Over 180 years later, we are still at the cutting edge of the discipline, home to some of the most successful engineering departments in the UK.
We are known for taking bright, thoughtful, creative people and giving them the knowledge, skills, and experience they need to engineer a better world. We teach them to think, make, model, design, analyse, challenge, and innovate, and then let them practice what they’ve learned by tackling engaging projects that address real-world problems. Most importantly, we give our students the chance to develop as individuals and follow their own intellectual interests, while providing the structure they need to develop a coherent body of expertise.
You will learn in a variety of ways. Some will be lecture-based, while some will provide you with the materials and support to self-study through video and written material, problem sheets, exercise classes and tutorials. For example, we use flipped lectures to make the most of UCL’s already excellent staff student ratio, preserving class time for interaction by doing the ‘lecturing’ through recordings beforehand. You will also spend time in experimental or computer labs learning key technical skills.
We know, as do employers, that it takes more than just technical knowledge to make a productive engineer. Interdisciplinary team working, project management, communication, critical thinking and design skills are all vital. So is the ability to balance market opportunity with considerations of ethics, sustainability, and the law.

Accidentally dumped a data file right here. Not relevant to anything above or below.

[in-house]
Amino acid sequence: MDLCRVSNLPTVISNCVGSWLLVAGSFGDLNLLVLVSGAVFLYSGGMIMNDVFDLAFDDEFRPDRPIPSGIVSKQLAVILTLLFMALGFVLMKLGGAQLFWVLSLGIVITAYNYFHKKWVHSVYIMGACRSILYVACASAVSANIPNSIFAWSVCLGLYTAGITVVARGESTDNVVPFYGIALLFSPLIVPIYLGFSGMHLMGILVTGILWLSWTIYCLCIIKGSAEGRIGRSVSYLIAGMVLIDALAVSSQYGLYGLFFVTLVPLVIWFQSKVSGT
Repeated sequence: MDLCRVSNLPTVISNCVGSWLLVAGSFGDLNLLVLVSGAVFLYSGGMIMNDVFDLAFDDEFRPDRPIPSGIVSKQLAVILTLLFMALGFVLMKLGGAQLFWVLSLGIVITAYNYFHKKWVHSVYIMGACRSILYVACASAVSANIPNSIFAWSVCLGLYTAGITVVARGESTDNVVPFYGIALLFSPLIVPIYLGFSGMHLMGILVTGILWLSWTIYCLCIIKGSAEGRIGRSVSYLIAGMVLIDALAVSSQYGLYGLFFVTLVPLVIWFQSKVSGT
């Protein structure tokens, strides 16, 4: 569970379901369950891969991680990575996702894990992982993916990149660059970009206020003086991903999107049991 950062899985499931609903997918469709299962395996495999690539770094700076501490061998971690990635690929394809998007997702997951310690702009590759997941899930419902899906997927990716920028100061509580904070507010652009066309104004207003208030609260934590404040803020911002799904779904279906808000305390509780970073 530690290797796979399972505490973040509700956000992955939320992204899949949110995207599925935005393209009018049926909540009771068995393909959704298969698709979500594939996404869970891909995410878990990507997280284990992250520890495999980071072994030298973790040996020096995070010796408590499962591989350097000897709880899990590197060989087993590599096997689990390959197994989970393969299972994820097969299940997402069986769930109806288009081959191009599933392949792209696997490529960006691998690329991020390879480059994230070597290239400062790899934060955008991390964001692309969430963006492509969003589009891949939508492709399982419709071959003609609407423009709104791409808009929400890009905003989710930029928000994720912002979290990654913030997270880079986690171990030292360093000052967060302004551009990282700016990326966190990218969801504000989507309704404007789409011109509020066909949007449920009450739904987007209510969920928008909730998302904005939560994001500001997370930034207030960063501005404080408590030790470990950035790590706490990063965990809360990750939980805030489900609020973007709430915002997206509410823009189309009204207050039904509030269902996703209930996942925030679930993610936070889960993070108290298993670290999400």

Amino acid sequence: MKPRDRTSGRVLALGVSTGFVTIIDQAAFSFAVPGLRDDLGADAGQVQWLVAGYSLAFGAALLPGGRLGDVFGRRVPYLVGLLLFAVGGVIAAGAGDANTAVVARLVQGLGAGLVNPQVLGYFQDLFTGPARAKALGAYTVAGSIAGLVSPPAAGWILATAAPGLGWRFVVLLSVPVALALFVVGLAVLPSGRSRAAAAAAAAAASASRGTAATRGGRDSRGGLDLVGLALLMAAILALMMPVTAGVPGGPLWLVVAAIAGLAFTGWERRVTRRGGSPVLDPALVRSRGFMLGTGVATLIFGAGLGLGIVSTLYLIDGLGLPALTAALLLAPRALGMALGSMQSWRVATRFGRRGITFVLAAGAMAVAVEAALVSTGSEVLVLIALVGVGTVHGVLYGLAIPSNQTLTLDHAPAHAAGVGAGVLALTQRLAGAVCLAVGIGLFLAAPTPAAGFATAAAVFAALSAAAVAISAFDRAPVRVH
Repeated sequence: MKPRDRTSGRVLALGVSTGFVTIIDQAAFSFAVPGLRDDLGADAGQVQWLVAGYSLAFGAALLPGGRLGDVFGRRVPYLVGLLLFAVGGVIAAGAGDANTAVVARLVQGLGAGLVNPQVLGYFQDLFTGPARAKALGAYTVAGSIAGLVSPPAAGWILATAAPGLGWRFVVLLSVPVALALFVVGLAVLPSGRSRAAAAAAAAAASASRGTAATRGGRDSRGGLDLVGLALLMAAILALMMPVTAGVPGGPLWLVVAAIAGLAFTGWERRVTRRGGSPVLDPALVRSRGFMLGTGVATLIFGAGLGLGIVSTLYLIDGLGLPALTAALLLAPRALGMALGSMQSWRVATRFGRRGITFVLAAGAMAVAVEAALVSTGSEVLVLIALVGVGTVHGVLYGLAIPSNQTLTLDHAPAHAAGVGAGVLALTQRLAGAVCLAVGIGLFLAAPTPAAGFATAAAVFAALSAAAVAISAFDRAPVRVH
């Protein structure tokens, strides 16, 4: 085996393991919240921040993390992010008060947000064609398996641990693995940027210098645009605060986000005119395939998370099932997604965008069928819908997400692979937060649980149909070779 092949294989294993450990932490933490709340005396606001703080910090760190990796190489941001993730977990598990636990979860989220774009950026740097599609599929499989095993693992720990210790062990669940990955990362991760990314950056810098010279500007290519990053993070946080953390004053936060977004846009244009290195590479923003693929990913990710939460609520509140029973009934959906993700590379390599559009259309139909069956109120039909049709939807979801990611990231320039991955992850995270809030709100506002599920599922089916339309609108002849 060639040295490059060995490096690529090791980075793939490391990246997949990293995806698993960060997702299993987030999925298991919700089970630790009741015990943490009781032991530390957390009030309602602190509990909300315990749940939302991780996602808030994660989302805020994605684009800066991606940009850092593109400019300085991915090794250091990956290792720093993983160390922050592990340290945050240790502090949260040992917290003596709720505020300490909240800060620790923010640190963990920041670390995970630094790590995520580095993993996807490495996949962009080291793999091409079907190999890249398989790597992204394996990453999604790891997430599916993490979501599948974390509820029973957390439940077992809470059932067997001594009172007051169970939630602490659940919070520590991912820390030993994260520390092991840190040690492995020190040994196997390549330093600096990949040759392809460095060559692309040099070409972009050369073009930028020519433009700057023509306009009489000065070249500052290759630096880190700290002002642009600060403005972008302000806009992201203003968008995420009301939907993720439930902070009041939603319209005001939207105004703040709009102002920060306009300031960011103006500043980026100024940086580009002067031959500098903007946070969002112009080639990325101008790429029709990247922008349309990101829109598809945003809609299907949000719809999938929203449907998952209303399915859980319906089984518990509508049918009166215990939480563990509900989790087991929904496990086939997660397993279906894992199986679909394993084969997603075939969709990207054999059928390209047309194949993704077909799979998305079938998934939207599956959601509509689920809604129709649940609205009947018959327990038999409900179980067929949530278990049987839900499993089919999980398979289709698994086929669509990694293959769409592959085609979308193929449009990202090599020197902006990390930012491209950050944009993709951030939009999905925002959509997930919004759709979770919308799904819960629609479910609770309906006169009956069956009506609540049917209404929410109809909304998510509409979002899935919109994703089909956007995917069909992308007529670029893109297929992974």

None of these skills can be taught properly by just having students sit passively in a lecture or ponder a thought experiment. They need to discuss and reflect, make decisions, and do real work in an engineering context. Our students get this opportunity: in the first two years alone, students in our integrated programmes participate in at least eight intensive team-based projects that are relevant to their courses. That’s above and beyond what they do in labs.
Whatever field they choose to go into, most of our graduates take up work at a graduate level (2005-2011 figures from the independently-conducted HESA survey suggest that 92% of graduates started work at a graduate level), and are well compensated for their effort, with a median starting salary of £29,483.
UCL routinely ranks as one of the top twenty universities in the world: achieved through its international reputation for excellence in both teaching and research.